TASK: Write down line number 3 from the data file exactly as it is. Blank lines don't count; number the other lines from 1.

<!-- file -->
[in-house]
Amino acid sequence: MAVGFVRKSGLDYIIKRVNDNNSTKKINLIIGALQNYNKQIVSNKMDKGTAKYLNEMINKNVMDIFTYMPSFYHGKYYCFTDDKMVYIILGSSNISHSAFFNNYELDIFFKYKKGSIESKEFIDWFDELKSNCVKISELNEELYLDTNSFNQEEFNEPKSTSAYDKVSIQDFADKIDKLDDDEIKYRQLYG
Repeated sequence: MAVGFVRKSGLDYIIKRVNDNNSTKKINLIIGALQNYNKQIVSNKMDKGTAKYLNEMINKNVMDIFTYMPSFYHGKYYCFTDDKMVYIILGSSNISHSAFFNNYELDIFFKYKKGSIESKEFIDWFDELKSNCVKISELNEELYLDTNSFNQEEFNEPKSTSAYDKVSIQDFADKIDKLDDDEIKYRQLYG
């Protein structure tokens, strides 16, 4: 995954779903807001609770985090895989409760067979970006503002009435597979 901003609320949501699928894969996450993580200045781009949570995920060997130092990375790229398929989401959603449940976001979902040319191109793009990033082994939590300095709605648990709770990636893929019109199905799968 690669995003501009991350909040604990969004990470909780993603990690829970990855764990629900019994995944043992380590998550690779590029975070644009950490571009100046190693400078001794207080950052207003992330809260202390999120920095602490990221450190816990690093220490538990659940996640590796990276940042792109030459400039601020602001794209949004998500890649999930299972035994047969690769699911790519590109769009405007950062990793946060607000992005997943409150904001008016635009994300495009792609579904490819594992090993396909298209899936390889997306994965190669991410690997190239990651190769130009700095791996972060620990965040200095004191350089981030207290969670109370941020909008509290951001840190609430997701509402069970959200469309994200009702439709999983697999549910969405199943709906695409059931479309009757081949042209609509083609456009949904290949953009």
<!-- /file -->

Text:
Repeated sequence: MAVGFVRKSGLDYIIKRVNDNNSTKKINLIIGALQNYNKQIVSNKMDKGTAKYLNEMINKNVMDIFTYMPSFYHGKYYCFTDDKMVYIILGSSNISHSAFFNNYELDIFFKYKKGSIESKEFIDWFDELKSNCVKISELNEELYLDTNSFNQEEFNEPKSTSAYDKVSIQDFADKIDKLDDDEIKYRQLYG